There are eight amp models, including Roland’s legendary JC-120. The eight effects include chorus, flanger, phaser, tremolo, octave, delay, and reverb. It has an on-board tuner and an i-Cube/auxiliary input. This should give you plenty of options for practice, but excels in the recording space.

Need more options? Browse more mini and headphone amps here.

Price: $149

Buy the Roland Micro Cube M-CUBE-GX here.



Specs:

  • Power: 6 AA batteries or Roland DC input
  • Wattage: 3 watts
  • Controls: Amp Type, Effects, Delay/Reverb, Tuner, Gain, Volume, Tone, Master, Memory
  • Output: On-board speaker or headphones

Find more Roland Micro Cube M-CUBE-GX information and reviews here.



8. Electro-Harmonix Headphone Amp

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(Electro-Harmonix)

Since Electro-Harmonix are one of the elder statesmen of the effects pedals scene, it makes sense that they would create a tiny amplifier meant to take pedals. This one doesn’t feature a speaker, so you’ll either have to get yourself a set of decent headphones to make use of it. It’s designed as a premium preamp that faithfully reproduces the sound of your gear without any other unnecessary bits. If a headphone amp is all you need, this is the one to go for.

Need more options? Browse more mini and headphone amps here.

Price: $44.80

Buy the Electro-Harmonix Headphone Amp here.


Specs:

  • Power: 9V battery
  • Wattage: 1 watt
  • Controls: Volume
  • Output: Headphones

Find more Electro-Harmonix Headphone Amp information and reviews here.



9. Orange Micro Terror 20-Watt Head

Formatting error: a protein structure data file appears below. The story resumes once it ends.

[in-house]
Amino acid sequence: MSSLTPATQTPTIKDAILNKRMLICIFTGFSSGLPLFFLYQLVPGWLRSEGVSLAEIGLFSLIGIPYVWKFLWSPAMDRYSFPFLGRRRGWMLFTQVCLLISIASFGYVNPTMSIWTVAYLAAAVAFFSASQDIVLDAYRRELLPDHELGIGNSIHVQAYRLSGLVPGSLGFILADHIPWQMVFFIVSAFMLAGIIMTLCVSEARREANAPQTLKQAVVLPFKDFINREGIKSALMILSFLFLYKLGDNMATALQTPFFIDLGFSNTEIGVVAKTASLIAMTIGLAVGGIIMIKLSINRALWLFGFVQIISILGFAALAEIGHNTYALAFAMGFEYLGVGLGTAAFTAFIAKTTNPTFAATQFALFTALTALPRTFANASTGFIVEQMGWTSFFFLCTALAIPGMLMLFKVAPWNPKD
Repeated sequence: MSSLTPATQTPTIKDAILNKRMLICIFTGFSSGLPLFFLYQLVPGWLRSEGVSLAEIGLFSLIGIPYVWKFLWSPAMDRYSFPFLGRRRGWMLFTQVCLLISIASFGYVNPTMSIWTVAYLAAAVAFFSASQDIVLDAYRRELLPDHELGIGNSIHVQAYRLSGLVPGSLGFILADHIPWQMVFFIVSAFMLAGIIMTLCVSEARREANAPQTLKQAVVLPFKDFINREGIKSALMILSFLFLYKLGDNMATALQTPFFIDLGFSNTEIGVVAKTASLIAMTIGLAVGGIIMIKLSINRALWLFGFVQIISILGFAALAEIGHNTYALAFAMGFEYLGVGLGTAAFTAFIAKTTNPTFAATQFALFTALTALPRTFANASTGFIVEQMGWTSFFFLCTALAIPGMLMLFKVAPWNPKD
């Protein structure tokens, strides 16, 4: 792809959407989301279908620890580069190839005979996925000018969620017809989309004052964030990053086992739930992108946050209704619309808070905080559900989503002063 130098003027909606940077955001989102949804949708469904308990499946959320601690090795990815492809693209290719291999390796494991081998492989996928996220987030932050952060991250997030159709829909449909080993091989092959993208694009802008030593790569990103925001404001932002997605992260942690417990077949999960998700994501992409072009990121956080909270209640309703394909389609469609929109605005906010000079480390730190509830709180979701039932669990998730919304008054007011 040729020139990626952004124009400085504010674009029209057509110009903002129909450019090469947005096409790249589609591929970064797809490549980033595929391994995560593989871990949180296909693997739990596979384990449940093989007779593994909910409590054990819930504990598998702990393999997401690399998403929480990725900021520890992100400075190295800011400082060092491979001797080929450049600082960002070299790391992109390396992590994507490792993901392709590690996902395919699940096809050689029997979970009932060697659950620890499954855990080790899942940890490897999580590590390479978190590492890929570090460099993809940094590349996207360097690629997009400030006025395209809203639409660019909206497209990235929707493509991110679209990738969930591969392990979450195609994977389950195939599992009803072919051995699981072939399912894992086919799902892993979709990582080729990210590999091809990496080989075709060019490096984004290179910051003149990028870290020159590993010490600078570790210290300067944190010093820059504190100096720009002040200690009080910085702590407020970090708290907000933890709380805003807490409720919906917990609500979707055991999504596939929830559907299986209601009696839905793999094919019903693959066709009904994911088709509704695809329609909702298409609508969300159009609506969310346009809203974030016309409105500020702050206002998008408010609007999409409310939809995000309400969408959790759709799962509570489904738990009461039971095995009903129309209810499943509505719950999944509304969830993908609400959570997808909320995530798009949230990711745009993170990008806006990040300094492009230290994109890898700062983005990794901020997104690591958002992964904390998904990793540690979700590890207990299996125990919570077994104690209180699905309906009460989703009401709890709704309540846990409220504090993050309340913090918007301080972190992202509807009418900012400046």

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(Orange)

Tiny amps are not all about one watt combos with three inch speakers. Tiny amps also mean ultra-portable stacks that are loud enough to play small shows, while also delivering outstanding studio tones. This amp helped defined the lunchbox style, bringing crushing tones to easy-to-move units. For the price of the Roland above, Orange will deliver for you 20 watts of actual tube tone, using a 12AX7 valve preamp. These amps are consistently surprising doubters, so if you need something light but powerful, this might be worth a look. It’s full stack tone in small packaging, but will still drive a 4×12 cabinet if necessary.

Of course, you’ll still need to pick up the matching cabinet for an additional $99. If you need a little more bass response, you might opt for the PC112C 1×12 cab instead. This little package can also be had in Dark Terror flavor, if you prefer.

Naturally, Orange also dabble in the mini combo amp market, and offer the CR3 Micro Crush, if you’re set on having a desktop-style amp.

Need more options? Browse more mini and headphone amps here.

Price: $149

Buy the Orange Micro Terror 20-Watt Head here.



Specs:

  • Power: DC input
  • Wattage: 20 watt
  • Controls: Volume, Tone, Gain
  • Output: On-board speaker or headphones

Find more Orange Micro Terror 20-Watt Head information and reviews here.



10. Hotone Nano Legacy Purple Wind 5-Watt Compact Guitar Amp Head

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(Hotone)